The first variable is the size itself. When talking about folding
city bikes, they have to be as compact as possible so you can take
them as normal luggage when folded.
There's also the aspect of weight - smaller wheels are lighter but
also have lower rotational inertia. This means they are easier to
accelerate but once they gained speed, they don't hold it for quite
as long as large wheels.
In mountain bikes the wheel size is a very individual thing. Smaller
wheels offer better acceleration an better maneuverability (such bike
is generally shorter and of course requires less force to turn a
wheel). On the other hand, large wheels give better angle of attack
meaning it's easier to roll over any terrain obstacles. Also, on a
larger wheel you can have larger contact patch giving better grip.
There's also a question of stiffness, Small wheels, especially in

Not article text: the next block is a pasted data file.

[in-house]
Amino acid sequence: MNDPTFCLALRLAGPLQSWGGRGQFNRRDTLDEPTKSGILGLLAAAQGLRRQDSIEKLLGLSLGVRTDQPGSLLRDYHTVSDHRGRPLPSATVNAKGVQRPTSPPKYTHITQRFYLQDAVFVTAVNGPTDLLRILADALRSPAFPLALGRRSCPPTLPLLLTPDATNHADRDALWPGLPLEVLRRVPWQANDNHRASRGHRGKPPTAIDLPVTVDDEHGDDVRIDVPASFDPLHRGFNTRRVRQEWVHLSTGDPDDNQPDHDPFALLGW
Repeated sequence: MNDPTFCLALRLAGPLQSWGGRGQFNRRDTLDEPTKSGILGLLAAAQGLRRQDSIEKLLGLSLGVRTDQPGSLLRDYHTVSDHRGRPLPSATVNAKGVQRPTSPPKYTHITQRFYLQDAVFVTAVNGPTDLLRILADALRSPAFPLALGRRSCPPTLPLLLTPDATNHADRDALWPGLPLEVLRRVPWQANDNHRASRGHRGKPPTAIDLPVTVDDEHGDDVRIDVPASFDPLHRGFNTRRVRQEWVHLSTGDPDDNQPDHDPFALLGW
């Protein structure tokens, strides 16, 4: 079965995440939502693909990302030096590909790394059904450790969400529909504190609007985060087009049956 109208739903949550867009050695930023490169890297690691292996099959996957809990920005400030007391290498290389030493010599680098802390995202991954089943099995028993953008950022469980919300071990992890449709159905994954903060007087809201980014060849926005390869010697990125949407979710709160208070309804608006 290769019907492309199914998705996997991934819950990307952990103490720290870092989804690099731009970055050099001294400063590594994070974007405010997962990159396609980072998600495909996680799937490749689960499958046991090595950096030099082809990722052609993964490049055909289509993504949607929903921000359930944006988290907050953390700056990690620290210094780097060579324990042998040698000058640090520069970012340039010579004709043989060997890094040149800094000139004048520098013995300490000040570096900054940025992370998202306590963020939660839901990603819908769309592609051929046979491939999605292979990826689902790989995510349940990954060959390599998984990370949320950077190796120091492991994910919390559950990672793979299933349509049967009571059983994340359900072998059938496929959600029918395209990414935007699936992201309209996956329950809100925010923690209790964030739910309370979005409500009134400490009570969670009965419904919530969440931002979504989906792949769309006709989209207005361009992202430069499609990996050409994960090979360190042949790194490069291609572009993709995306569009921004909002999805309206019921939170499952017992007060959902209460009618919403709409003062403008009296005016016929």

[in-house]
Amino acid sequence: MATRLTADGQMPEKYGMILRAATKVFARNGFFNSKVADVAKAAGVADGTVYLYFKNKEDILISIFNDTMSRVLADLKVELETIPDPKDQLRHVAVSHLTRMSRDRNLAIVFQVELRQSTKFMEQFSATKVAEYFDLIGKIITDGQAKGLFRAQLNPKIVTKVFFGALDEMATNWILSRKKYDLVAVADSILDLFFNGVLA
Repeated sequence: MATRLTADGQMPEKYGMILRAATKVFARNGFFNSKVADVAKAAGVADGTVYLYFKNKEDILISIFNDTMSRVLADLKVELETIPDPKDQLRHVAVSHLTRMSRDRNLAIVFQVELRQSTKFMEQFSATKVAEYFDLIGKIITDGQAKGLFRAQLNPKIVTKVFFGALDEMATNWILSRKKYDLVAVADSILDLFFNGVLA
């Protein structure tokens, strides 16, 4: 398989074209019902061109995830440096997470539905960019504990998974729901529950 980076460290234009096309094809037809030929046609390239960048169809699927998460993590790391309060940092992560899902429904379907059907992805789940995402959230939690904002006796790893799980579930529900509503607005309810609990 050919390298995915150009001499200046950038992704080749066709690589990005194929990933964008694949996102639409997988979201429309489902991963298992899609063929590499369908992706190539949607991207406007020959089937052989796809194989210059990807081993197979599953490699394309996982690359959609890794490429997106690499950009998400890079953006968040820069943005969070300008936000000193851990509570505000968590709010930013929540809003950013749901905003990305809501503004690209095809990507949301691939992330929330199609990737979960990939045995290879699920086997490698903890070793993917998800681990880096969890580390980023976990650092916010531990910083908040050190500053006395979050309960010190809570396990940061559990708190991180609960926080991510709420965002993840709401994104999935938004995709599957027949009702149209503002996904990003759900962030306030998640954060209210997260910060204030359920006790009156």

cheaper ranges are stiffer because of shorter spokes used.
In most disciplines of cycling the wheel diameter is 550-650mm (not
too precisely), so the differences are not enormous. Smaller wheels
are used in folding bikes and BMXes - in the latter because of easier
handling of a sherter, lower bike both on the ground and in the air.
I've partly mentioned the changes in bike geometry, but I'd like to
make it clear - wheel size can affect your position on a bike. In
particular when really large diameter wheels are used, handlebars
will be up pretty high and there's little you can do about it with
manipulating the frame geometry.
There's no single standard of wheel size for any bike types, which shows that manufacturers change their approach and priorities over time. It's also hard to determine the perfect wheel size for each person (talking about MTBs here), because it depends on people's personal preferences, experience and use of the bike.